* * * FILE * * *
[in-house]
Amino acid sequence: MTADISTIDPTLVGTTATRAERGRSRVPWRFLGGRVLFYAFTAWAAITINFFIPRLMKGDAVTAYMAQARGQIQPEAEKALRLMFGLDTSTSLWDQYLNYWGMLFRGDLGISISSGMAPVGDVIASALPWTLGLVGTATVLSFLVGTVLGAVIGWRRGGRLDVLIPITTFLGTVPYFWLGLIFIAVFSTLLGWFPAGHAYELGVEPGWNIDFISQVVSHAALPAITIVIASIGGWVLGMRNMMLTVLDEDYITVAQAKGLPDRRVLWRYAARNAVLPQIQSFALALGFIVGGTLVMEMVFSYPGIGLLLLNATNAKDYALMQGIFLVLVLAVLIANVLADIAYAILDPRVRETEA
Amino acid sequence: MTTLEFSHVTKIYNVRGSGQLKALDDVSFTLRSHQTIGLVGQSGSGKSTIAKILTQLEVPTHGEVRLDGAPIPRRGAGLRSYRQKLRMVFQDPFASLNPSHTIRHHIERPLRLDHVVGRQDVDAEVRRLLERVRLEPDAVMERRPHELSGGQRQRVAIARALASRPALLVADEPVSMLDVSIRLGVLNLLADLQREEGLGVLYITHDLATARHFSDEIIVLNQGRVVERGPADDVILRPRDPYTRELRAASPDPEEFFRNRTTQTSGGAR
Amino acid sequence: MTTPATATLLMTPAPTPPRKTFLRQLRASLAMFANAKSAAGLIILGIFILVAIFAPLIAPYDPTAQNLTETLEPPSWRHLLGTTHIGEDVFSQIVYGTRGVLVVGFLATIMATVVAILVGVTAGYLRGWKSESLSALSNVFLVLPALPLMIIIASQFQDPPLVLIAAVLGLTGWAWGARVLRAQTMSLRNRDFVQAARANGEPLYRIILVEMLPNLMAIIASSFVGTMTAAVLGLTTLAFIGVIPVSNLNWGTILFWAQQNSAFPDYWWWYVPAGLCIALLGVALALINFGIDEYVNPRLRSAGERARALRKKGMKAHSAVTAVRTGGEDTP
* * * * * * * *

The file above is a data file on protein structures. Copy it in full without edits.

[in-house]
Amino acid sequence: MTADISTIDPTLVGTTATRAERGRSRVPWRFLGGRVLFYAFTAWAAITINFFIPRLMKGDAVTAYMAQARGQIQPEAEKALRLMFGLDTSTSLWDQYLNYWGMLFRGDLGISISSGMAPVGDVIASALPWTLGLVGTATVLSFLVGTVLGAVIGWRRGGRLDVLIPITTFLGTVPYFWLGLIFIAVFSTLLGWFPAGHAYELGVEPGWNIDFISQVVSHAALPAITIVIASIGGWVLGMRNMMLTVLDEDYITVAQAKGLPDRRVLWRYAARNAVLPQIQSFALALGFIVGGTLVMEMVFSYPGIGLLLLNATNAKDYALMQGIFLVLVLAVLIANVLADIAYAILDPRVRETEA
Amino acid sequence: MTTLEFSHVTKIYNVRGSGQLKALDDVSFTLRSHQTIGLVGQSGSGKSTIAKILTQLEVPTHGEVRLDGAPIPRRGAGLRSYRQKLRMVFQDPFASLNPSHTIRHHIERPLRLDHVVGRQDVDAEVRRLLERVRLEPDAVMERRPHELSGGQRQRVAIARALASRPALLVADEPVSMLDVSIRLGVLNLLADLQREEGLGVLYITHDLATARHFSDEIIVLNQGRVVERGPADDVILRPRDPYTRELRAASPDPEEFFRNRTTQTSGGAR
Amino acid sequence: MTTPATATLLMTPAPTPPRKTFLRQLRASLAMFANAKSAAGLIILGIFILVAIFAPLIAPYDPTAQNLTETLEPPSWRHLLGTTHIGEDVFSQIVYGTRGVLVVGFLATIMATVVAILVGVTAGYLRGWKSESLSALSNVFLVLPALPLMIIIASQFQDPPLVLIAAVLGLTGWAWGARVLRAQTMSLRNRDFVQAARANGEPLYRIILVEMLPNLMAIIASSFVGTMTAAVLGLTTLAFIGVIPVSNLNWGTILFWAQQNSAFPDYWWWYVPAGLCIALLGVALALINFGIDEYVNPRLRSAGERARALRKKGMKAHSAVTAVRTGGEDTP